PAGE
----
By: Tara Schonhoff
Following the chaos of the 2000 elections (uncounted ballots; dangling, dimpled, and pregnant chads; and the Supreme Court choosing the President in Bush v. Gore), Congress passed the Help America Vote Act (HAVA) of 2002 to create some standards and support for state election administrators. HAVA provided funds to states to replace outdated voting machines, it created minimum standards for states to follow, and it created a new federal agency to serve as a clearinghouse for election administration – the Election Assistance Commission (EAC).
The EAC is designed to have two Republican commissioners and two Democrats. Its small size, Silver Spring office, and employees with hands-on experience in election administration evidence the agency was designed to be a pragmatic, less flamboyant tool for furthering election quality.
HAVA’s creation of the EAC fashioned a bipartisan resource of election practices for the states that was unique: aiding each state’s unique election needs through best practices. Congress overwhelmingly passed HAVA with a vote of 362 to 63 in the House, and 92 to 2 in the Senate (only Senators Clinton and Schumer, the current chair of Senate Rules and Administration, voted against it). Unfortunately, only a few years after its creation, the agency quickly lost its commissioners and, thus, its power. By 2011, the EAC’s four commissioner spots were all vacant, and the agency has not been fully staffed since. Left powerless, the EAC has not held a public meeting since 2011 and has stalled Kobach v. EAC in the 10th Circuit Court of Appeals, debating states’ permission to alter voter registration forms. At that time, the House attempted to abolish the EAC altogether. Although that proposal failed, opposition to the agency continues with this year’s House budget proposal attempting to defund the EAC.
President Obama nominated two Democrat commissioners last summer and two Republican commissioners this summer. After returning from this August’s recess, the Senate Rules and Administration Committee finally started to focus on restocking the agency’s commissioners. Disappointingly, this month they failed to reach a quorum following September’s hearing on the Republican nominees, postponing a vote on commissioners yet again. Additionally, after waiting more than three years for a vote on her nomination, Myrna Perez withdrew her name.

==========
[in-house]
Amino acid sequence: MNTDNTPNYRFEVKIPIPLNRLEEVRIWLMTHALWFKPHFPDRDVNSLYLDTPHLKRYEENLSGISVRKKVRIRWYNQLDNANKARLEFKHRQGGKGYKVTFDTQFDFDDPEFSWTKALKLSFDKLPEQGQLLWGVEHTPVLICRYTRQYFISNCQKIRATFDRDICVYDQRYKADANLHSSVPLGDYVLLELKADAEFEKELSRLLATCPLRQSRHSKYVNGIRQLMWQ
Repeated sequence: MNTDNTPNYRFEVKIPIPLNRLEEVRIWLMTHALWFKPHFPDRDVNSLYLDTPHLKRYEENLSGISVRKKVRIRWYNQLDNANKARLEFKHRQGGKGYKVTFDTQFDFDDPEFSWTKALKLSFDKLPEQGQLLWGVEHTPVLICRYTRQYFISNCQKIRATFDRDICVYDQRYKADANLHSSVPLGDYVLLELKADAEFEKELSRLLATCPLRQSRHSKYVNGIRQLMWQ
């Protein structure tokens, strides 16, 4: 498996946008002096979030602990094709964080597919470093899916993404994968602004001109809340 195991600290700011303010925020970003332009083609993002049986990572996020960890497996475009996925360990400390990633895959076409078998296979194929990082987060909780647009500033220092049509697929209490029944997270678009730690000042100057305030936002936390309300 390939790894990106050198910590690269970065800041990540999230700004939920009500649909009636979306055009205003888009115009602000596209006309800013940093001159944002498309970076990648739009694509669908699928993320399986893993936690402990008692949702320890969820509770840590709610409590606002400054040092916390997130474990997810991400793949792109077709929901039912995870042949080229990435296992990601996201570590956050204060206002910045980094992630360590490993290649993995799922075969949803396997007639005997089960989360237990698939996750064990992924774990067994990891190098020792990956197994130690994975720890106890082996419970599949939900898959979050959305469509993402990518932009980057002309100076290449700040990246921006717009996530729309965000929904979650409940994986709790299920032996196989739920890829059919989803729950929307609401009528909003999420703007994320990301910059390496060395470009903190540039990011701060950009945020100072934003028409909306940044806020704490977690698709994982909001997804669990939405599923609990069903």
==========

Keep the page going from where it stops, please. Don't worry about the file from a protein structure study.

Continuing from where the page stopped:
Election lawyers predict that especially less experienced partisan nominees may continue to stall EAC progress. The Democrat’s choice of Matthew Butler is particularly unlikely to be confirmed if a vote is held after the Republicans take control of the Senate in January. This choice has already discouraged election lawyers and Democrats who see such partisan picks as another move towards the EAC slipping into gridlock.
The war against the EAC is a microcosm of a national voting war: those fearful of voters losing access or votes going uncounted versus those who fear election fraud and voter impersonation. If commissioners were finally appointed and the EAC remain fully funded, it could be a useful tool for those on both sides of this war.
Concern over voter impersonation has drastically increased the number of states with voter ID laws. In contrast, these laws have received backlash as suppressing votes, even at the Supreme Court level, calling these qualifications “modern poll taxes.” With the EAC’s authority to set minimal state standards for election administrators and serve as a clearinghouse for states to share successful practices, it could preclude the need for voter IDs or at least help maintain voter access to the polls when these laws are implemented.
Paper ballots lost credibility with the 2000 elections, leading many to switch to electronic equipment. But with voting technology changing drastically between election cycles, states need the EAC’s guidance. The EAC is a solution to this problem with its ability to certify voting machines in a market that is often questioned, and its dispersion of state funding for updated voting systems.
EAC nominee Thomas Hicks’ expertise as Senior Elections Counsel on the House Committee on Administration and would-be commissioner Christy McCormick’s time coordinating elections in Iraq and litigating at the DOJ Voting Section are two additional reasons why the Senate should act quickly to finish the nomination process and get the EAC up and running.
Florida’s 2000 ballot fiasco may be forgotten, but a repeat of this disaster is all too possible. The time is ripe for the EAC to staff up and set state standards before the 2016 Presidential election.
Voids left by the Federal Election Commission (FEC)’s partisan gridlock and the Voting Section of the DOJ’s inability to enforce portions of the Voting Rights Act (VRA) following Shelby County v. Holder make the EAC even more important as a voice of consistency in national elections.